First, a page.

Employment contracts are suspended from date of provisional order of liquidation

Employment contracts were previously deemed to be suspended on the date of liquidation, being the date that the application for liquidation of the company is presented and issued at court in terms of s348 of the Companies Act, No 61 of 1973 (Old Companies Act). However, this position has since changed.

13 May 2016 3 min read Dispute Resolution Alert Article

The Johannesburg High Court in the case of Reginald Ngwato and Another v Liebenberg Dawid Ryk van der Merwe N.O and Others, case number 2014/28470, handed down on 6 May 2016 held that employment contracts are suspended from the date that the provisional order of liquidation (or the final order if it is granted without the provisional order) is granted in terms of s38 of the Insolvency Act, No 24 of 1936 (Insolvency Act) and employees are entitled to prove a claim for salaries during the period between the date of presentment of the application for liquidation and the granting of the provisional order.


The application for the winding-up of Petzetakis Africa (Pty) Ltd (Company) was presented to court on 10 November 2011. The company was placed in provisional liquidation on 3 February 2012 and a final order was granted on 23 October 2012.

The Company’s employees, and specifically Mr Reginald Ngwato, alleged that their contracts of employment were suspended on 3 February 2012 by virtue of the operation of s38(1) of the Insolvency Act and that they were entitled to claim their salaries and other benefits for the period from 10 November 2011 to 3 February 2013.

The liquidators of the company disputed the employee’s claim, arguing that the obligation to pay Ngwato’s salary for the period 10 November 2011 to 3 February 2012 constituted a disposition within the meaning of s341(2) of the Old Companies Act (as read with s2 of the Insolvency Act) as it arose after the presentment and issuing of the liquidation application ie the date of the concursus creditorum in terms of s340 of the Old Companies Act and as such it could not be enforced unless a court order was granted.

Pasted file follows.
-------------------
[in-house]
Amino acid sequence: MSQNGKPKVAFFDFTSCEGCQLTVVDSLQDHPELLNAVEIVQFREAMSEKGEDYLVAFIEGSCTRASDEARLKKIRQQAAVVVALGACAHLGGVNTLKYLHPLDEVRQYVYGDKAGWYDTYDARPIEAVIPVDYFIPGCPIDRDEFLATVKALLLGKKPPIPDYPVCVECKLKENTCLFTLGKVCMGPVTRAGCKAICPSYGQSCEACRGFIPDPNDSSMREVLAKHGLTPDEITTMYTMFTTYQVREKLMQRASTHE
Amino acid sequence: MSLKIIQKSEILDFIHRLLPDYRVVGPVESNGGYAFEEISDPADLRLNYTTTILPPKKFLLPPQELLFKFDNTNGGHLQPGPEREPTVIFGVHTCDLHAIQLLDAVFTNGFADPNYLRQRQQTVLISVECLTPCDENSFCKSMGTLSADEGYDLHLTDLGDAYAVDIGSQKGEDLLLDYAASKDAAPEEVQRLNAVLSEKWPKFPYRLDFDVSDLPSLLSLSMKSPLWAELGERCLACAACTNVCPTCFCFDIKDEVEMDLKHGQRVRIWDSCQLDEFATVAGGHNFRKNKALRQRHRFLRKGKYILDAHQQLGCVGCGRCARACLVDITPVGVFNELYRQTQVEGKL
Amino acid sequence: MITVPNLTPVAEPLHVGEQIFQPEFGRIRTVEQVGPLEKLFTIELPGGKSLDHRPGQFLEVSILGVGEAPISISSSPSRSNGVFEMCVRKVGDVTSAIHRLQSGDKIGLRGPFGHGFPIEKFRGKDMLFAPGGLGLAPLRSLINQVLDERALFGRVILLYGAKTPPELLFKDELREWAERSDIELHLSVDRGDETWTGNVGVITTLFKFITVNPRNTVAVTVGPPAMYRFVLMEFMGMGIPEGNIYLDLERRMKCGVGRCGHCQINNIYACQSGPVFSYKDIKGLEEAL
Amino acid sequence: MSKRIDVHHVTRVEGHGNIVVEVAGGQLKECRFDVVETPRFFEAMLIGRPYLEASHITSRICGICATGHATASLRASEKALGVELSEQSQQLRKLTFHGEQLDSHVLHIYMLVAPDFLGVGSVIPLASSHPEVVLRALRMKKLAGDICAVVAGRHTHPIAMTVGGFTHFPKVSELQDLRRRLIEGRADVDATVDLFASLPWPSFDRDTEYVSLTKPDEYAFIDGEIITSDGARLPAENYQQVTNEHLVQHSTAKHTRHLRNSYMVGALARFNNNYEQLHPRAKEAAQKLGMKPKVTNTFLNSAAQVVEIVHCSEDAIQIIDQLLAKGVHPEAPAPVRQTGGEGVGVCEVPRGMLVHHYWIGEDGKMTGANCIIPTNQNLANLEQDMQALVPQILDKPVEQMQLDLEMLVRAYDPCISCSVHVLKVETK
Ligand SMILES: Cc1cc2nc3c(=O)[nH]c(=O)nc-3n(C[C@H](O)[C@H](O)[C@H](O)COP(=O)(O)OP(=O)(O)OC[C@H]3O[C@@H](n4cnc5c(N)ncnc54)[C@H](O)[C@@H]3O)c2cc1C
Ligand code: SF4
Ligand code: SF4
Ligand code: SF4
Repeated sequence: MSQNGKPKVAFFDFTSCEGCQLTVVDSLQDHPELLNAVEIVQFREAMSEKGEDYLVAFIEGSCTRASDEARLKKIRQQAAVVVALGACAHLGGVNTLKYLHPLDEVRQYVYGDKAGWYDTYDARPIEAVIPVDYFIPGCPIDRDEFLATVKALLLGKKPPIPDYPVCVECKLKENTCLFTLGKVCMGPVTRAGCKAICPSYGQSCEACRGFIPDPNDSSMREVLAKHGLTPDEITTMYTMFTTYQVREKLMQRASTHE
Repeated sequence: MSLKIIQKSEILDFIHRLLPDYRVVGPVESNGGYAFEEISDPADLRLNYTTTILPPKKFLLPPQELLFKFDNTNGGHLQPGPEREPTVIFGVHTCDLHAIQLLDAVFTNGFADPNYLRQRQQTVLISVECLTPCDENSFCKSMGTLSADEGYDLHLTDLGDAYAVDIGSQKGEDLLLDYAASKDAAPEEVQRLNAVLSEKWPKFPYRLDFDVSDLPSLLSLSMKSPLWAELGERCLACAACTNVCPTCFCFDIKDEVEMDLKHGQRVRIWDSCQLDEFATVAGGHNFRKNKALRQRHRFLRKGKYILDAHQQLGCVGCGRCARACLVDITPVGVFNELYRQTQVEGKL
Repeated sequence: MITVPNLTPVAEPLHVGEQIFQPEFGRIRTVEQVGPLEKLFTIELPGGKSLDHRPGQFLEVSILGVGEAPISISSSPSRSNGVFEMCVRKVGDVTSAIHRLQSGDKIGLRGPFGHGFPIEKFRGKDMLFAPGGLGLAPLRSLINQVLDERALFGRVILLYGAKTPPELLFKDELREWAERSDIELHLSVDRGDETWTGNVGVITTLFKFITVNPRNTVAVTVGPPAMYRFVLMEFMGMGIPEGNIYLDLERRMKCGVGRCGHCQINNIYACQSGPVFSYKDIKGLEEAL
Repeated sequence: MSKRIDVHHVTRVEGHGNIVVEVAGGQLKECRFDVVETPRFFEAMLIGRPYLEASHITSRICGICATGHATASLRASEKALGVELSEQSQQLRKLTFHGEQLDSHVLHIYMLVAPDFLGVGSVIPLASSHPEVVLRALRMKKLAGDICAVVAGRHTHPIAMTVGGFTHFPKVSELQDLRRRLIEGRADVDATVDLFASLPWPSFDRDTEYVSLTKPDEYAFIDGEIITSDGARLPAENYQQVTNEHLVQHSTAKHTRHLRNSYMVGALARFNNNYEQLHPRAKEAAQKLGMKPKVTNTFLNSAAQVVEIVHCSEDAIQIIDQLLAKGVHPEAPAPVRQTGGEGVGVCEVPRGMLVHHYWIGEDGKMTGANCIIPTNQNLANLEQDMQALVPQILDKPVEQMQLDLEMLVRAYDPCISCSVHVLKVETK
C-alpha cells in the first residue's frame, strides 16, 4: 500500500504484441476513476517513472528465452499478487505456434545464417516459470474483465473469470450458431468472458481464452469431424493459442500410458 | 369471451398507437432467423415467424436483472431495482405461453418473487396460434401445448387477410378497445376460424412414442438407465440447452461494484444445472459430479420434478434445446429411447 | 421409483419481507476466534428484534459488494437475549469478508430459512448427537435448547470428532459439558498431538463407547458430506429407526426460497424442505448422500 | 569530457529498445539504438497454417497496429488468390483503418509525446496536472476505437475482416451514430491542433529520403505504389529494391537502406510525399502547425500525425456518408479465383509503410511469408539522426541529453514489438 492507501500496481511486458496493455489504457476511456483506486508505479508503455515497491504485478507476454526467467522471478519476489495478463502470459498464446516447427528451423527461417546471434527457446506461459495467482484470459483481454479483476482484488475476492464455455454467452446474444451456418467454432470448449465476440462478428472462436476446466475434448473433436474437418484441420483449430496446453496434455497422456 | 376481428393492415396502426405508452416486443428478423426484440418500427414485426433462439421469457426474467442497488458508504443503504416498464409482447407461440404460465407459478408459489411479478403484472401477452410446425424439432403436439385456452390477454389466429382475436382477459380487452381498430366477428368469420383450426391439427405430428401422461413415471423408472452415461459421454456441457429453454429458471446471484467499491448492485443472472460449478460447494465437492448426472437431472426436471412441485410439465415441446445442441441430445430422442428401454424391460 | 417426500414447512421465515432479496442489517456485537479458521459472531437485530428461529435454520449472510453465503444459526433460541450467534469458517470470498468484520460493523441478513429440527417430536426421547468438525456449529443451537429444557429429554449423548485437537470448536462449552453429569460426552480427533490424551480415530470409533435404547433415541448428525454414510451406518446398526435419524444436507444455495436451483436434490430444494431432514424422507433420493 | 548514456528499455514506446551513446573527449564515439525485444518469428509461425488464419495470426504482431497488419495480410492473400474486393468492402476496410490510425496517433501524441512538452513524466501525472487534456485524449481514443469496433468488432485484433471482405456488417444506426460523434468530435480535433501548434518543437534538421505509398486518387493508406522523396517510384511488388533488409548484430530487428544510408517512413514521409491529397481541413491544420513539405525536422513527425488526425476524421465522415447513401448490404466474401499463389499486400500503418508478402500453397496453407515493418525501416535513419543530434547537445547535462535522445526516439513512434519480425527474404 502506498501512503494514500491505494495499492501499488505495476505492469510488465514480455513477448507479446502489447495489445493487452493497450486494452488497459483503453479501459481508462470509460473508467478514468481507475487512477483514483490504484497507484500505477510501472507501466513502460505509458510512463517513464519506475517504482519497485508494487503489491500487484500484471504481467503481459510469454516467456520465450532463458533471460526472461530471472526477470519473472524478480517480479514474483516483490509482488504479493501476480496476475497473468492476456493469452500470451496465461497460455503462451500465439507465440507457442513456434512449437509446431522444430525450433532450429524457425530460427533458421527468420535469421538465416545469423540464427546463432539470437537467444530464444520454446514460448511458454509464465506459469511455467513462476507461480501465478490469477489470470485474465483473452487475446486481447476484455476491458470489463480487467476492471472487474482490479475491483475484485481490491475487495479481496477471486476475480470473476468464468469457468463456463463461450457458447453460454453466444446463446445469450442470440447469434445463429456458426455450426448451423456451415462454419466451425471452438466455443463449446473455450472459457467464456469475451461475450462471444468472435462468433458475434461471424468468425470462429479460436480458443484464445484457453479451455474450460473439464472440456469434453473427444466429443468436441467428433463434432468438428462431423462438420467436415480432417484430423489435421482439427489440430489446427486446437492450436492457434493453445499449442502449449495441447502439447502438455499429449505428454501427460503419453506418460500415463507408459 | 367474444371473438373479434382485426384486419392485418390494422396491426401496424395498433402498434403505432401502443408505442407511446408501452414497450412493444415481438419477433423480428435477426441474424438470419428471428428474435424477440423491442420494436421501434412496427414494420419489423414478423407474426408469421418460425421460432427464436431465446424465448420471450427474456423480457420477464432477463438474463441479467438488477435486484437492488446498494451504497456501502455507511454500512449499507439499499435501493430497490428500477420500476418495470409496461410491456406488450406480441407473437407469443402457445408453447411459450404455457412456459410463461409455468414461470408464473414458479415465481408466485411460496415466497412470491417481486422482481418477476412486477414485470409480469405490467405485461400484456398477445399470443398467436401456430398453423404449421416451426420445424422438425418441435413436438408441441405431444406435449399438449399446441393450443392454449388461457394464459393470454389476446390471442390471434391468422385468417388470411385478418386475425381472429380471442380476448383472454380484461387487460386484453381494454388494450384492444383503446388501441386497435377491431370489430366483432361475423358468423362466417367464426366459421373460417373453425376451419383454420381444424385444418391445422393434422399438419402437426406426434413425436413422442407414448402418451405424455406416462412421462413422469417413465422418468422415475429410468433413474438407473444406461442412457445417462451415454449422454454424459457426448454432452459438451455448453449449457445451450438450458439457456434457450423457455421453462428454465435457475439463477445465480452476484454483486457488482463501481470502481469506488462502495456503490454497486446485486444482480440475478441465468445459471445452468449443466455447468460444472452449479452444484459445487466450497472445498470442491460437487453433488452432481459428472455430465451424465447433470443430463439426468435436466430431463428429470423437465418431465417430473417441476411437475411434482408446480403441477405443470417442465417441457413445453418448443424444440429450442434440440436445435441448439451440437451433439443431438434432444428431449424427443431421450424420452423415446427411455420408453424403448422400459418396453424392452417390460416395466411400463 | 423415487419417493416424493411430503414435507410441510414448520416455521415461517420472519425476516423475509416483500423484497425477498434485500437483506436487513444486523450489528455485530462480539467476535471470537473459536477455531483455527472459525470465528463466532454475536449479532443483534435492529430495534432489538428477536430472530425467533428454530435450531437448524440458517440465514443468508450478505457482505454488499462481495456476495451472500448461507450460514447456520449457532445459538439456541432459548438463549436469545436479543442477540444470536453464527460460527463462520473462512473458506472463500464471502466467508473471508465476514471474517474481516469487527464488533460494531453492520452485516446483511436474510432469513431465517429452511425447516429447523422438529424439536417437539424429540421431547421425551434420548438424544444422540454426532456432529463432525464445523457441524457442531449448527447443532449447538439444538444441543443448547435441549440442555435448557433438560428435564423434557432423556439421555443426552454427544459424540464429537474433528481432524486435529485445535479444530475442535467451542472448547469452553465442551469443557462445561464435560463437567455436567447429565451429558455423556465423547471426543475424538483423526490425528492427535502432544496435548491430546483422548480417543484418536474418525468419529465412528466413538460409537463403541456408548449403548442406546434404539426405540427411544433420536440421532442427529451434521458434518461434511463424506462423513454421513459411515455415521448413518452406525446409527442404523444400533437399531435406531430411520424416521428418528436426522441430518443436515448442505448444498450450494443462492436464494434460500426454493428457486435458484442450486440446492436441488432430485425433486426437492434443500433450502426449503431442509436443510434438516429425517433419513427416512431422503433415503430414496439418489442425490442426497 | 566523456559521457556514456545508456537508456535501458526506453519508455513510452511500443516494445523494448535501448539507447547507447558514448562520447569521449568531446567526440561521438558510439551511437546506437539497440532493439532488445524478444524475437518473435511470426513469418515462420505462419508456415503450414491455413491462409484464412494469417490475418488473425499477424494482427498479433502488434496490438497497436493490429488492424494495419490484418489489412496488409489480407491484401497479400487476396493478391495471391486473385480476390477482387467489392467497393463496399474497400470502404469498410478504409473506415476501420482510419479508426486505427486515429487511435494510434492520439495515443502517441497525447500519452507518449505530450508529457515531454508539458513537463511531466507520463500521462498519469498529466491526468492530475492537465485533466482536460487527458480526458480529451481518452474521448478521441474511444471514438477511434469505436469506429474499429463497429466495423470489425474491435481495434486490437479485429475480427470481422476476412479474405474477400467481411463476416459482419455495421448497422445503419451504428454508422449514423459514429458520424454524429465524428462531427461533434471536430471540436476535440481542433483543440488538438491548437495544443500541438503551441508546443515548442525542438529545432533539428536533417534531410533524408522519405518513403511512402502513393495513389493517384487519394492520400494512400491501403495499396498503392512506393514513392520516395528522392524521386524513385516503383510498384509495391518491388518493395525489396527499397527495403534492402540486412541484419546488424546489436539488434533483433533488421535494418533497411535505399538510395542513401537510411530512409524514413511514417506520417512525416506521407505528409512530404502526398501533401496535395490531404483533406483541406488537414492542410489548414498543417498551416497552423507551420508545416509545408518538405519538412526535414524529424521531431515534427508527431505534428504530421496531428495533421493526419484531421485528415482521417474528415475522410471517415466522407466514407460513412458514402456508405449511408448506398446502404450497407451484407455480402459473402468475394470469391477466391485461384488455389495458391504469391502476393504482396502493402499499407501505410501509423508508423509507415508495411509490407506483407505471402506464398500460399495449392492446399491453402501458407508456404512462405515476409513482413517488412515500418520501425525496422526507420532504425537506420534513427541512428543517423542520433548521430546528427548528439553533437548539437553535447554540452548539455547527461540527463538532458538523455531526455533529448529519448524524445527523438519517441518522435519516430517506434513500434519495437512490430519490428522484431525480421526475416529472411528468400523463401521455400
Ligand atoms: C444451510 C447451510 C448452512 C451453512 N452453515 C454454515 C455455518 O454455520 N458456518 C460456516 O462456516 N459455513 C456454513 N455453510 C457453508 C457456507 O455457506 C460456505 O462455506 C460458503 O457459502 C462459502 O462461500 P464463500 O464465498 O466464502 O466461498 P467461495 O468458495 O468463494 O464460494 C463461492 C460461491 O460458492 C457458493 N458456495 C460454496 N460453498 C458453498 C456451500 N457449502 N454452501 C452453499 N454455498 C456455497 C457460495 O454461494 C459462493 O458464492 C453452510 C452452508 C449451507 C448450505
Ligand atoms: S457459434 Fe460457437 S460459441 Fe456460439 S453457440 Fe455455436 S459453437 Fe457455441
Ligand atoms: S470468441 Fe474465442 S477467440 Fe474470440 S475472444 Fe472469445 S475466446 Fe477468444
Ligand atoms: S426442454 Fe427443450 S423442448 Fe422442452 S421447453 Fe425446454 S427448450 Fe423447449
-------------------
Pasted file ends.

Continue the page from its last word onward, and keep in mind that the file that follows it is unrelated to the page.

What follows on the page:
Moreover, the liquidators submitted that if Ngwato was correct, the effect of a declaration in his favour would be to increase the value of concurrent claims made against the Company by some R20.8 million to the detriment of the Company’s general body of creditors.

Crux of the Dispute

The crux of the dispute was the determination of the date upon which contracts of employment are suspended. Was it the date of the provisional order (or if the final order is granted without the provisional order, the final order), or the retrospective date of the presentment of the liquidation application in terms of s348 of the Old Companies Act?


In deciding the matter, the court considered two issues of interpretation, firstly the meaning of s38 of the Insolvency Act and secondly, the proper interpretation of s341(2) of the Old Companies Act.

In respect of s38 of the Insolvency Act, the court noted that the meaning of this section is clear and the contracts of service of employees are suspended with effect from the date of the granting of a sequestration order as read with s339 of the Old Companies Act. The contracts therefore remain extant until then.

In considering the payment of salaries and whether it constituted a disposition, the court noted that s341(2) envisages the situation where a company, in anticipation of the consequences of being wound up, makes dispositions of its property in order to advantage other creditors to the potential prejudice of others. Payment of salaries arising out of a valid and binding contract of service does not fall within this provision. Payment of salaries is to be construed as part of the continuation of operations until such time as the liquidation order is granted, if it is granted.

However, the court further noted that not all of the Company’s employees would be entitled to claim in terms of the judgment. If employees obtained alternative employment during the various periods between 1 May 2011 (when the company ceased carrying trading) and 3 February 2012 (the date of provisional liquidation), they would be excluded. Since it was common cause that all employees had a claim up to 10 November 2011 (date of presentment and issuing of the application) such employees each had a further claim for the periods that they were not otherwise employed between 10 November 2011 and 3 February 2012. Each claim has to be proved separately with the liquidators.

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